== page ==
“They have no wine,” his mother said to the Son of God, when the cabernet ran out, at the wedding in Cana of Galilee, on the edge of the kingdom of God. But Jesus of Nazareth wasn’t buying it. “Woman,” he says to the Blessed Virgin Mary, “what do you and I have to do with this? My hour has not come.” Family dysfunction bubbles up at weddings, even when you aren’t the one getting married, maybe even when yours is the Holy Family.
Jesus says no, but the Theotokos (Mother of God) won’t take no for an answer, even from the Word (Logos) made flesh. “Do whatever he tells you,” she says to the servants. So the One the Nicene Creed calls “God from God, Light from Light, true God from true God,” obeys his Mama. Six stone water jars — each 20 to 30 gallons — are filled “to the brim,” and in a twinkling, water turns to wine, but not the kind you get at the convenience store.
The caterer, unaware of the source, takes one small sip, and exclaims: “Everyone serves the good wine first, and then the inferior wine after the guests have become drunk. But you have kept the good wine until now.” (John 2:10, NRSV) “You’ve saved the best until last,” he says, moving unwittingly from spirits to spirituality, articulating the gospel without knowing it. Cana is vintage Jesus all the way.
Mother Mary seems to know, perhaps before Jesus does, that sometimes where grace is concerned you have to improvise. To live by grace does not mean failure to prepare, study or struggle; we just can’t prepare enough. All the bylaws and committee meetings, all the dogmas and justice we pursue, can never insure that we won’t sometimes have to ad lib the gospel. Life and faith thrusts us into situations we couldn’t fully anticipate, even if we knew in advance they would occur.
They will come, those moments, in some dark night or early morning, when we’re all alone, in unexpected circumstances of danger or despair, and neither Donald Trump nor Hillary Clinton, Bill O’Reilly nor Rachel Madow, Franklin Graham nor Aretha Franklin can tell us what to do. By sola fide we improvise the most love and care we can muster, hoping God really is present, and there really is grace.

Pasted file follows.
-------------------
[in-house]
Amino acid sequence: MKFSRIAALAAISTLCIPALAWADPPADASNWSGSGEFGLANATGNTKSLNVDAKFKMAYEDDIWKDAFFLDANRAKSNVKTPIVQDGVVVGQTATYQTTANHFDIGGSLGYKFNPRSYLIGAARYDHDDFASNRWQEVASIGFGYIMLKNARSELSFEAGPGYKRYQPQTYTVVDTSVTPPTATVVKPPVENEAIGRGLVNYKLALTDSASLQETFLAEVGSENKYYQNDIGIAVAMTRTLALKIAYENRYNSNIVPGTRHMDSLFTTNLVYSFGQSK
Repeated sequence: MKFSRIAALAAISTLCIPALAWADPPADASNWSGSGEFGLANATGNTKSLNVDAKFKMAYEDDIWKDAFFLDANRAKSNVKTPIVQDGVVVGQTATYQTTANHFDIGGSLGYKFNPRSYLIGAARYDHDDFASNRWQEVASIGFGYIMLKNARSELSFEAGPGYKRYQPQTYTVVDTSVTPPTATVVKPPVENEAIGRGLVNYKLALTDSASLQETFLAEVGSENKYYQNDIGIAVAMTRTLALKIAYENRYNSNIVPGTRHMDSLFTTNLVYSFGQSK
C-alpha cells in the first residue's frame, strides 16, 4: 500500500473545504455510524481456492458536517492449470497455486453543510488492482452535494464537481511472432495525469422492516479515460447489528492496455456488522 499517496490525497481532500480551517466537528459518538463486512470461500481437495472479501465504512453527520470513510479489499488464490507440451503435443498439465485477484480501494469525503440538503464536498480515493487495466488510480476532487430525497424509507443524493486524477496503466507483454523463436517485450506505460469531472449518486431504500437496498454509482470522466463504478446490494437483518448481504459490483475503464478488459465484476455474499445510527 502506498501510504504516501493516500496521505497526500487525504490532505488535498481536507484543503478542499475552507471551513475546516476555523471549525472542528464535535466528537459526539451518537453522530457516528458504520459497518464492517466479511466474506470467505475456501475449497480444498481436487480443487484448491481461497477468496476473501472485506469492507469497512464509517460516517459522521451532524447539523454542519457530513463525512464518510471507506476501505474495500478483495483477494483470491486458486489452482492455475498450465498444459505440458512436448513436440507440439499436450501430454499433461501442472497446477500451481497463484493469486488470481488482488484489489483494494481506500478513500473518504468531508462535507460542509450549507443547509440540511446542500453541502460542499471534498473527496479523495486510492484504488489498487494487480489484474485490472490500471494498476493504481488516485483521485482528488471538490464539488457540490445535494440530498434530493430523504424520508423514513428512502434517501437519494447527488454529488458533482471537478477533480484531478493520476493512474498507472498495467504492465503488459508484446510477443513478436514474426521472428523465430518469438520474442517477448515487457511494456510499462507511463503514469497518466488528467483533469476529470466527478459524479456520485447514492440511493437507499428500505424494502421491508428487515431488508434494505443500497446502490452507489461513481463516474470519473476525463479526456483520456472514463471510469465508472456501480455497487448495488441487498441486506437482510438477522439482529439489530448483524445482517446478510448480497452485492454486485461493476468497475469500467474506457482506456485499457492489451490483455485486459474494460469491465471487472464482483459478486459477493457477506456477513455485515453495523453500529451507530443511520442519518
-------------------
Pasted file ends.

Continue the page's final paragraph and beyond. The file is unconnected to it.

The text labels Cana the “first sign” that Jesus was the messiah! Was it also the first time he learned to improvise? Once he did, he couldn’t seem to stop. Indeed, the gospel stories illustrate Jesus’ amazing capacity for improvising grace; and cause trouble doing it. A blind man begs for sight, so Jesus makes a paste of dust, spit and grace, and healing occurs. But it happened on the Sabbath so the religious crowd challenged the possibility that grace could come outside prescribed ecclesiastical regulations. Extemporaneous grace sometimes seems a bit irreligious.
And, says Jesus, God even improvises from time to time, like when the king gives a big banquet and the proper guests don’t show. So he substitutes another, more available, crowd: people with tobacco stains on their fingers and Jack Daniels on their breaths, kids in wheelchairs, folks with no health insurance, and ex‑cons with crosses tattooed all over. “Come on in,” he says, “there’s all this food and all this grace, and I’ll not let it go to waste.”
To improvise grace is to take a chance, risking everything on faith. For it may not be grace at all, or the wrong kind of grace in the wrong kind of place. You gamble, with only moments to spare, that something will be right, and it won’t hurt more than it helps.
Does that mean the gospel is absolutely relative? No, it means life, even Christian life, is absolutely unpredictable. And the wisdom to know when to stand on unshakable convictions and when to grab for all the ambiguity you can get is what Holy Spirit is about. It is also to know moments of abject terror, for even with our best efforts, transformation seems a long way away.
NPR once broadcast a story about French wine makers adjusting to climate changes with weather that becomes wetter and warmer every year. One vintner commented that since each year’s grapes carry their own identity, the resulting wine never tastes the same, adding, “Every vintage I taste brings memory” — of the weather, the unique quality of the grapes, and “the fights we had while we were growing them.” I often recall those words, especially at Holy Communion (and church business meetings).
In this 500th year of the Protestant Reformation, we’d do well to retain the memory of earlier gospel vintages, when the wine of sola fide was new and heady, and when we had to drink it to the dregs. Like our spiritual forebears, we’d better learn to improvise in a church, nation and planet terribly divided over politics and pollution, faith and doubt. But whatever our sober condition, we can remember days when water turned to wine, when the Spirit fell like fire; days when the church seemed drunk with the divine explosion (and longs for yet). Whether marching to Zion or Washington, D.C., we can cling to the God who saves the best until last, and who saves even the last one best.